Coastal Greenland bucks small developer trend
Small developer Coastal Greenland expects to see an improved earnings growth in the year to March on the back of higher profit margin and larger sales volume.
However, analysts said smaller-sized developers such as Coastal Greenland, which suffered from high gearing ratios, would face higher pressure to operate and expand their business as more austerity measures were expected to be introduced by the central government next year.
Coastal Greenland saw strong property sales in the first half and the growth trend would continue, director and chief financial officer Paul Cheng Wing-bor said.
Coastal Greenland, which on Thursday posted an underlying profit of HK$209 million for the six months to September, saw its profit margin rise to 28 per cent during the period, up from 24 per cent for the past financial year.
Revenue from the sale of properties, which increased significantly to HK$1.5 billion, continued to be the major income source for the group.
'We expect the profit margin in the second half will be sustainable,' Mr Cheng said.
After the post-interim result press conference, Mr Cheng said the company had pre-sold projects valued at HK$1.3 billion as of September. Of which, HK$1.1 billion will be booked into the second half.
'Sales revenue in the second half will be more than HK$1.3 billion in view of the continued pre-sales from October to March.'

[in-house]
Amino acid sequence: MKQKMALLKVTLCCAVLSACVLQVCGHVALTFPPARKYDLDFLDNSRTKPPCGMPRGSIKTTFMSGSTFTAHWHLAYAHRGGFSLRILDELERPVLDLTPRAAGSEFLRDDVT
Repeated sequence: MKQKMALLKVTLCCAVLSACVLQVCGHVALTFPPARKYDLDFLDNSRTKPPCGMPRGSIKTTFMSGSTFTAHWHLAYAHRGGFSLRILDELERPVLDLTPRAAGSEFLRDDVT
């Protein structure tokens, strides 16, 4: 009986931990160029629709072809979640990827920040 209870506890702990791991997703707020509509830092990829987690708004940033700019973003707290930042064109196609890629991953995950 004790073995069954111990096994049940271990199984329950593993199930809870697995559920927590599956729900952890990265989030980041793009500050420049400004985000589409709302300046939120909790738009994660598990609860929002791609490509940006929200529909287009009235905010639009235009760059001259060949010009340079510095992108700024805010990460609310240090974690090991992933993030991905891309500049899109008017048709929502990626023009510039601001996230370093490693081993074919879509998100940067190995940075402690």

However, Prudential Brokerage associate director Kingston Lin King-kam said stock investors buying Coastal Greenland would face higher investment risks due to its high gearing ratio and limited land bank in the face of Beijing's credit squeeze measures.
According to Mr Cheng, the company's net debt to total equity ratio was 97 per cent in September. It aims to cut this to 60 to 70 per cent in the next three to four years.
Coastal Greenland's developable land bank stands at 4.9 million square metres. The company has cash on hand of more than HK$1 billion.
But Mr Cheng said capital expenditure in the next 12 months could be more than HK$4.5 billion for the construction costs of existing projects and potential acquisitions of new of land sites.
The capital expenditure would be partly sourced from the property sales next year.
Mr Cheng said sales response in the past two months was not bad but had slowed.
But he said he expected the move by the central government to regulate the property market would only last for 'a few months' as property had become a major engine driving the mainland's economy.